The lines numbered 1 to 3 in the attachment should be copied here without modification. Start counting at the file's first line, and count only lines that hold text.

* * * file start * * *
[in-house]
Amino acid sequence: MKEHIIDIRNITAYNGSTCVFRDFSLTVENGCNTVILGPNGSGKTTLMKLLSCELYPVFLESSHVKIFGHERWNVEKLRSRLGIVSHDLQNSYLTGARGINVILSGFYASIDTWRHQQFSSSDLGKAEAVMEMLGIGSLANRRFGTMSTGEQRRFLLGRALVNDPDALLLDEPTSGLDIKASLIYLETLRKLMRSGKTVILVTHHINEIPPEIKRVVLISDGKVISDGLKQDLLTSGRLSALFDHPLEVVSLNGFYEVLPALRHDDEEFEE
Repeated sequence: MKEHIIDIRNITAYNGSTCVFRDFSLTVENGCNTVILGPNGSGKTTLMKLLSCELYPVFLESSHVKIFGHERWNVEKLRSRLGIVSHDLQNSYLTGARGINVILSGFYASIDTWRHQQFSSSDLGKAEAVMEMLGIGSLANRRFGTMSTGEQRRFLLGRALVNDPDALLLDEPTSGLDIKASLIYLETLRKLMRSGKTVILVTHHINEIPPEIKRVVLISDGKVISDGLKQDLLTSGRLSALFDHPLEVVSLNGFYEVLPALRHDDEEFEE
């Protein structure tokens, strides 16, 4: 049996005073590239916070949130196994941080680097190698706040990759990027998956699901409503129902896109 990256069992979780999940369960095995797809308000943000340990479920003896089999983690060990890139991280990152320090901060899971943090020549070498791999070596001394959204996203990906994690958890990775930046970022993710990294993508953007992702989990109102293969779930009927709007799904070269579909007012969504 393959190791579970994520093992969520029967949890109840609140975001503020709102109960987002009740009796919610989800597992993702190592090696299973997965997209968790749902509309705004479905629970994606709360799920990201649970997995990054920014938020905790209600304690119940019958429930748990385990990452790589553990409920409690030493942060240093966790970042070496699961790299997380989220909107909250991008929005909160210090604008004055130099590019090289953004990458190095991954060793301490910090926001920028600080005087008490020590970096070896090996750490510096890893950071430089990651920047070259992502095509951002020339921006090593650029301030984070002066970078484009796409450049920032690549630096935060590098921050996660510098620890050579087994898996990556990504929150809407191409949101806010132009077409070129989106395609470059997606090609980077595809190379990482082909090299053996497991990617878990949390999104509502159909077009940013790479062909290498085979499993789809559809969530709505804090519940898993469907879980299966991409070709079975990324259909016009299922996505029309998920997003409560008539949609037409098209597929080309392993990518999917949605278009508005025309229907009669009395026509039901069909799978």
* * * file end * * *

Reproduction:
[in-house]
Amino acid sequence: MKEHIIDIRNITAYNGSTCVFRDFSLTVENGCNTVILGPNGSGKTTLMKLLSCELYPVFLESSHVKIFGHERWNVEKLRSRLGIVSHDLQNSYLTGARGINVILSGFYASIDTWRHQQFSSSDLGKAEAVMEMLGIGSLANRRFGTMSTGEQRRFLLGRALVNDPDALLLDEPTSGLDIKASLIYLETLRKLMRSGKTVILVTHHINEIPPEIKRVVLISDGKVISDGLKQDLLTSGRLSALFDHPLEVVSLNGFYEVLPALRHDDEEFEE
Repeated sequence: MKEHIIDIRNITAYNGSTCVFRDFSLTVENGCNTVILGPNGSGKTTLMKLLSCELYPVFLESSHVKIFGHERWNVEKLRSRLGIVSHDLQNSYLTGARGINVILSGFYASIDTWRHQQFSSSDLGKAEAVMEMLGIGSLANRRFGTMSTGEQRRFLLGRALVNDPDALLLDEPTSGLDIKASLIYLETLRKLMRSGKTVILVTHHINEIPPEIKRVVLISDGKVISDGLKQDLLTSGRLSALFDHPLEVVSLNGFYEVLPALRHDDEEFEE